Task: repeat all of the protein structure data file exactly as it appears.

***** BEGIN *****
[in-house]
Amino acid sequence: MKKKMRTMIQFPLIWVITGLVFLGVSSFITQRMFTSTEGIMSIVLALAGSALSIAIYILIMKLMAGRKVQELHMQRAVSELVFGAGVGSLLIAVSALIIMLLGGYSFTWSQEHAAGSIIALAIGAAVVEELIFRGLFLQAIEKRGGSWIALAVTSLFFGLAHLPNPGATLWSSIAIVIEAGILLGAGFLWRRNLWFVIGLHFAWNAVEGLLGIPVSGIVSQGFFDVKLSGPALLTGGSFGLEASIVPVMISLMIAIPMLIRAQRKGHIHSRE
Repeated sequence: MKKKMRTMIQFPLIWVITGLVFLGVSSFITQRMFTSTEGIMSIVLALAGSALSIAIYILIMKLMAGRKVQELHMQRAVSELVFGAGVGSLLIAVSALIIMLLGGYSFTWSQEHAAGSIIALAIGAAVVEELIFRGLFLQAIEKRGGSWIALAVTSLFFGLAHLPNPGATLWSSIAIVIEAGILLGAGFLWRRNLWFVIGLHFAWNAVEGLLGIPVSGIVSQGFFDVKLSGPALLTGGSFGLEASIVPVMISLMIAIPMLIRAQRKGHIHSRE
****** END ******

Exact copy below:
[in-house]
Amino acid sequence: MKKKMRTMIQFPLIWVITGLVFLGVSSFITQRMFTSTEGIMSIVLALAGSALSIAIYILIMKLMAGRKVQELHMQRAVSELVFGAGVGSLLIAVSALIIMLLGGYSFTWSQEHAAGSIIALAIGAAVVEELIFRGLFLQAIEKRGGSWIALAVTSLFFGLAHLPNPGATLWSSIAIVIEAGILLGAGFLWRRNLWFVIGLHFAWNAVEGLLGIPVSGIVSQGFFDVKLSGPALLTGGSFGLEASIVPVMISLMIAIPMLIRAQRKGHIHSRE
Repeated sequence: MKKKMRTMIQFPLIWVITGLVFLGVSSFITQRMFTSTEGIMSIVLALAGSALSIAIYILIMKLMAGRKVQELHMQRAVSELVFGAGVGSLLIAVSALIIMLLGGYSFTWSQEHAAGSIIALAIGAAVVEELIFRGLFLQAIEKRGGSWIALAVTSLFFGLAHLPNPGATLWSSIAIVIEAGILLGAGFLWRRNLWFVIGLHFAWNAVEGLLGIPVSGIVSQGFFDVKLSGPALLTGGSFGLEASIVPVMISLMIAIPMLIRAQRKGHIHSRE